You’ve built a CatBoost model; now what?

Hyperparameter tuning is the key to unlocking your model’s full potential.

But if the thought of tackling this task feels daunting, you’re not alone.

Once you’ve mastered the tips and tricks presented in this tutorial, you’ll be equipped with the skills to fine-tune any CatBoost model effectively.

Let’s get started!

## Installing CatBoost and Optuna

First, let’s install both libraries simply by running:

```
pip install catboost optuna
```

Or, if you’re using Anaconda, run:

```
conda install -c anaconda catboost
conda install -c conda-forge optuna
```

Optuna uses a smart technique called Bayesian optimization to find the best hyperparameters for your model.

Using Bayesian optimization is like having a seasoned navigator guiding you through unknown waters.

Instead of aimlessly drifting in random directions (random search) or painstakingly charting each point manually (grid search), the navigator steers the ship expertly by using past experiences and knowledge of currents to find the best route to your destination.

In this tutorial, I’ll use the Red Wine Quality dataset from UCI.

It’s a real dataset with chemical properties of red wines, and our goal is to predict the quality of the wine.

```
import pandas as pd
from sklearn.model_selection import train_test_split
url = "https://archive.ics.uci.edu/ml/machine-learning-databases/wine-quality/winequality-red.csv"
data = pd.read_csv(url, delimiter=";")
X = data.drop("quality", axis=1)
y = data["quality"]
X_train, X_val, y_train, y_val = train_test_split(X, y, test_size=0.2, random_state=42)
```

fixed acidity | volatile acidity | citric acid | residual sugar | chlorides | free sulfur dioxide | total sulfur dioxide | density | pH | sulphates | alcohol |
---|---|---|---|---|---|---|---|---|---|---|

8.7 | 0.69 | 0.31 | 3 | 0.086 | 23 | 81 | 1.0002 | 3.48 | 0.74 | 11.6 |

6.1 | 0.21 | 0.4 | 1.4 | 0.066 | 40.5 | 165 | 0.9912 | 3.25 | 0.59 | 11.9 |

10.9 | 0.39 | 0.47 | 1.8 | 0.118 | 6 | 14 | 0.9982 | 3.3 | 0.75 | 9.8 |

8.8 | 0.685 | 0.26 | 1.6 | 0.088 | 16 | 23 | 0.99694 | 3.32 | 0.47 | 9.4 |

8.4 | 1.035 | 0.15 | 6 | 0.073 | 11 | 54 | 0.999 | 3.37 | 0.49 | 9.9 |

We can treat this problem as regression or classification, but in this tutorial, we’ll focus on regression.

## Which CatBoost Hyperparameters Should I Tune?

In tuning CatBoost, there are six main hyperparameters to focus on:

### Number of Trees (`iterations`

)

Picture a sculptor gradually chipping away at a block of stone to create a detailed statue. Each stroke brings the sculpture closer to the final vision.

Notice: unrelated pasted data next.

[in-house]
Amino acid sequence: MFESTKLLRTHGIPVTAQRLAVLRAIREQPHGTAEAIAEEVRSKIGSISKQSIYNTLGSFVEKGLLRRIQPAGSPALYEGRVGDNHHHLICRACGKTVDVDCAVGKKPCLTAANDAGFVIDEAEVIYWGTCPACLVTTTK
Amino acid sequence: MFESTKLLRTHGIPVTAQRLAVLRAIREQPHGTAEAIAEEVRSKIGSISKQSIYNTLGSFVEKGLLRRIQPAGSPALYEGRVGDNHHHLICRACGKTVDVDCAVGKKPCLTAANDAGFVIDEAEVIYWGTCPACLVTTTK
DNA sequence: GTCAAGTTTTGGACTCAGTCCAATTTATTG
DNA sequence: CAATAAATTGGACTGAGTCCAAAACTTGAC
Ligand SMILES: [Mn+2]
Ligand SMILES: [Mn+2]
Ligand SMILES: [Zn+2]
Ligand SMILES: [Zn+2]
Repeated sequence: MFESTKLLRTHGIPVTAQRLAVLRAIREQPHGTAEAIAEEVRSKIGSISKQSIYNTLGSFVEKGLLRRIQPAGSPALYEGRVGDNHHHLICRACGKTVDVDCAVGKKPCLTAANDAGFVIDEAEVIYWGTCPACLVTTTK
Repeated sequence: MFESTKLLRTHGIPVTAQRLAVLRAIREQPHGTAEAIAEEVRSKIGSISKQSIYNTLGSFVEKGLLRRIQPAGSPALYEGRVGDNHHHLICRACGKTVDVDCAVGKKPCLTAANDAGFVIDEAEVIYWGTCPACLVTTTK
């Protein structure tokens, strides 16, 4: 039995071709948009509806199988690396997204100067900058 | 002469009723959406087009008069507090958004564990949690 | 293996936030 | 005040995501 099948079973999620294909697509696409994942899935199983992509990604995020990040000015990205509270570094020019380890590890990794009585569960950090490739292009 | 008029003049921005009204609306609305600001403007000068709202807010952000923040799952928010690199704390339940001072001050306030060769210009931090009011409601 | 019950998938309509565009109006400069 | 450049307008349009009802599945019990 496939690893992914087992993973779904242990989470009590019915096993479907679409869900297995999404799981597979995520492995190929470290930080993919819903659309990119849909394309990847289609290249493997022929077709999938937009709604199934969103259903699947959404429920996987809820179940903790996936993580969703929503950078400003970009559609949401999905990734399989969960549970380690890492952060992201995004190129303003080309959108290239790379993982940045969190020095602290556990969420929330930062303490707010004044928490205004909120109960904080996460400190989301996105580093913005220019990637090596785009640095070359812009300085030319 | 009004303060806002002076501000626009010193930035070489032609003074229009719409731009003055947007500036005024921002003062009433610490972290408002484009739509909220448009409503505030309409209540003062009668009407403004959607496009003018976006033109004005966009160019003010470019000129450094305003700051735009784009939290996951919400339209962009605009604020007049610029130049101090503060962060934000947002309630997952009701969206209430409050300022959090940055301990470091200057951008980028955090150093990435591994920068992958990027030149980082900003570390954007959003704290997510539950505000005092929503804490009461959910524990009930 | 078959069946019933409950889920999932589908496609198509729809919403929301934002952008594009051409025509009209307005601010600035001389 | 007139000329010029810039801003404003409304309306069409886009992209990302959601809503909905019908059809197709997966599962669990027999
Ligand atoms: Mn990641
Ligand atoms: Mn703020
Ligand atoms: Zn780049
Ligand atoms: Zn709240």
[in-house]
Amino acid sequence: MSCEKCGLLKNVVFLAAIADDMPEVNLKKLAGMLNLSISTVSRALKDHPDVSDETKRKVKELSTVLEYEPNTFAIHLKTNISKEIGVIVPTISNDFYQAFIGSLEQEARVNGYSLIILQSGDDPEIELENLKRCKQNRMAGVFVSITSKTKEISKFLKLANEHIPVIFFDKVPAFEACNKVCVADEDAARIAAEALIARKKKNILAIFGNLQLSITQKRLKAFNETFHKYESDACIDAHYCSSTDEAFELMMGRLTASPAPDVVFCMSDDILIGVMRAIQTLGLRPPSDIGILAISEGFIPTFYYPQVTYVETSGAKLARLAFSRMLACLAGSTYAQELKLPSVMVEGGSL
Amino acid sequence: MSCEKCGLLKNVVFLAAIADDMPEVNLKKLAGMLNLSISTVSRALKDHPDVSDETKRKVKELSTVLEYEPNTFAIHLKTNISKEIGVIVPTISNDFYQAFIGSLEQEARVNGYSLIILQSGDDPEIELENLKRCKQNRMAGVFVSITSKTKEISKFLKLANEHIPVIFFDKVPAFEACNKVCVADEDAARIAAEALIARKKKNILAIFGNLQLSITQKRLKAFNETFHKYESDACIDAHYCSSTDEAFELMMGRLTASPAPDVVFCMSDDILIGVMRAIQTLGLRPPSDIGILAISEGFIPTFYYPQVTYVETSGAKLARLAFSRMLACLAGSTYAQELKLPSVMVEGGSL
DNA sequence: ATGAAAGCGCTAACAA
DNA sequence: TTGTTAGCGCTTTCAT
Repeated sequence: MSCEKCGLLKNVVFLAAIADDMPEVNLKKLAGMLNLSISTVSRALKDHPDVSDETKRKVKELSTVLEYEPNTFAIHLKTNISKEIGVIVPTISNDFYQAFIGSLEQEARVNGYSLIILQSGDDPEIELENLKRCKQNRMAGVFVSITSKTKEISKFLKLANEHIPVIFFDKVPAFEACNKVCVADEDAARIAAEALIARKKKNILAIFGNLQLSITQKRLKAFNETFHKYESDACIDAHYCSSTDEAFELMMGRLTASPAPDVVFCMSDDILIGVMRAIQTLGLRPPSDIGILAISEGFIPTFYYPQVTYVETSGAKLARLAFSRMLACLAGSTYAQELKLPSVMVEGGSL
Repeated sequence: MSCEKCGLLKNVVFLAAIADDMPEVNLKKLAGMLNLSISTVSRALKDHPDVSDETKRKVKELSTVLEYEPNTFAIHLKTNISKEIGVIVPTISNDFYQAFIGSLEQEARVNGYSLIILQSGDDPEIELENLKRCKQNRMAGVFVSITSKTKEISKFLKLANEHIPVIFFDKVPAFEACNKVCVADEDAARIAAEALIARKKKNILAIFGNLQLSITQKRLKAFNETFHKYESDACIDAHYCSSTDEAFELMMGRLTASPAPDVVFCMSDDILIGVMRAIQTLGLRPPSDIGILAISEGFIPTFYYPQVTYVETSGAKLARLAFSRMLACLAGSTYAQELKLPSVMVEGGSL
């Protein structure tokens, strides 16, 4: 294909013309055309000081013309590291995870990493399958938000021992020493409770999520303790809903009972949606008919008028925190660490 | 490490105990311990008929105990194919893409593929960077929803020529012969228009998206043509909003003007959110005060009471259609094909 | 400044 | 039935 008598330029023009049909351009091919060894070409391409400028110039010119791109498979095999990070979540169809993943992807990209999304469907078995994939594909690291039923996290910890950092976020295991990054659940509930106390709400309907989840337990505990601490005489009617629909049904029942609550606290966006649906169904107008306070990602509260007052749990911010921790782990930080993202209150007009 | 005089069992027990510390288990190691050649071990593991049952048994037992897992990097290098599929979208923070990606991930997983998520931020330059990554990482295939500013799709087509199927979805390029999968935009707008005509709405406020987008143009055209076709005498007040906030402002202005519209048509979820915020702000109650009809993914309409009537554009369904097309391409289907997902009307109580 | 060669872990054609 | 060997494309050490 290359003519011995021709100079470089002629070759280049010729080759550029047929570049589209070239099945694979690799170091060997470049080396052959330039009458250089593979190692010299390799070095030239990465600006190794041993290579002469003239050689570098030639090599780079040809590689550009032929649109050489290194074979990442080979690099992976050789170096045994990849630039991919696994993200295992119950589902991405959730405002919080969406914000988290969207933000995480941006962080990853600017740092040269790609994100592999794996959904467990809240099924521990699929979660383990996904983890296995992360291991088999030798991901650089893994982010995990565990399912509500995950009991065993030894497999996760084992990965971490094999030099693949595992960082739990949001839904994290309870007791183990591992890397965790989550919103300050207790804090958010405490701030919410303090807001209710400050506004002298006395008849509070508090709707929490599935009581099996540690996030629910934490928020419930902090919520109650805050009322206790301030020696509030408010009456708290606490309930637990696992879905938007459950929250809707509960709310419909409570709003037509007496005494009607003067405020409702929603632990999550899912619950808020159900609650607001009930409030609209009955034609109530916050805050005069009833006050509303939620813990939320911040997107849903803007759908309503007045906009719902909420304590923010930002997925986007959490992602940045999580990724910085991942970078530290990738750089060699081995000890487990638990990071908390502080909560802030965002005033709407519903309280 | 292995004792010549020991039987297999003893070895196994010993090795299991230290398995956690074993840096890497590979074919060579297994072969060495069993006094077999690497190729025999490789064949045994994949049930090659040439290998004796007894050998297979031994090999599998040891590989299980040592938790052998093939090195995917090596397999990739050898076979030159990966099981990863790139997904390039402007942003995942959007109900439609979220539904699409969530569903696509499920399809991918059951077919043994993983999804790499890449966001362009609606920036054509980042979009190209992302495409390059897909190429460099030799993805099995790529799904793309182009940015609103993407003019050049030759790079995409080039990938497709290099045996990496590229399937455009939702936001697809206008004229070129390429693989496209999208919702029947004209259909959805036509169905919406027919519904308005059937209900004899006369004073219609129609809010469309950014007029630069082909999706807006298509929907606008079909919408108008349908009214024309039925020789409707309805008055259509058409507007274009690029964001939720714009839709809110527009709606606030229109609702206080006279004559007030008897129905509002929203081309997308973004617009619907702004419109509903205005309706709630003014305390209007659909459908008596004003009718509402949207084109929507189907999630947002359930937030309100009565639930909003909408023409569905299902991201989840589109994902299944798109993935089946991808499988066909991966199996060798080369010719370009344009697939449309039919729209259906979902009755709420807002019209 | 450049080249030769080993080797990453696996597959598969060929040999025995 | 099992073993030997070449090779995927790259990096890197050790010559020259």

Similarly, the number of iterations in CatBoost represents the steps (or rounds of refinement) the algorithm takes to create a more accurate model that learns from the data.

The best value for the number of iterations depends on your specific problem and dataset.

If your model will run in real-time, you’ll want to keep the number of iterations low, but if you only need to make predictions every week, you can afford to use more iterations.

I like to use a fixed numbers, like 100-200 for real-time and 1000-2000 for batch applications, as I don’t see the point of tuning both the number of iterations and the learning rate.

### Learning Rate (`learning_rate`

)

Imagine a choir where each singer adds their voice to create the perfect harmony.

However, some singers have louder voices than others, so the choir director instructs them to adjust their volume to maintain balance.

In CatBoost, the learning rate operates similarly—it scales the contribution of each decision tree to manage the overall balance and accuracy of the model.

A smaller learning rate signifies that each tree offers a smaller “voice,” or a smaller update to the model, resulting in gradual learning.

This can lead to higher accuracy but increases the risk of underfitting and longer training times.

A larger learning rate, on the other hand, means each tree has a more significant impact on the model, speeding up the learning process.

However, a high learning rate can result in overfitting or model instability.

A range of 0.001 to 0.1 is a good starting point.

### Tree Depth (`depth`

)

You can think of the `depth`

as the complexity or “height” of decision trees in your CatBoost model.

A higher depth can capture more intricate patterns in your data, leading to better performance.

But there’s a catch - the deeper the tree, the more time it takes to train, and the higher the risk of overfitting.

When tuning depth, it’s a good idea to try out values between 1 and 10.

### Subsample (`subsample`

)

Subsampling is a technique used to randomly choose a fraction of the dataset when constructing each tree.

This promotes diversity among the trees and helps reduce overfitting.

The `subsample`

parameter ranges I recommend go from 0.05 to 1.

Lower values increase diversity but may result in underfitting.

### Feature Sampling by Level (`colsample_bylevel`

)

`colsample_bylevel`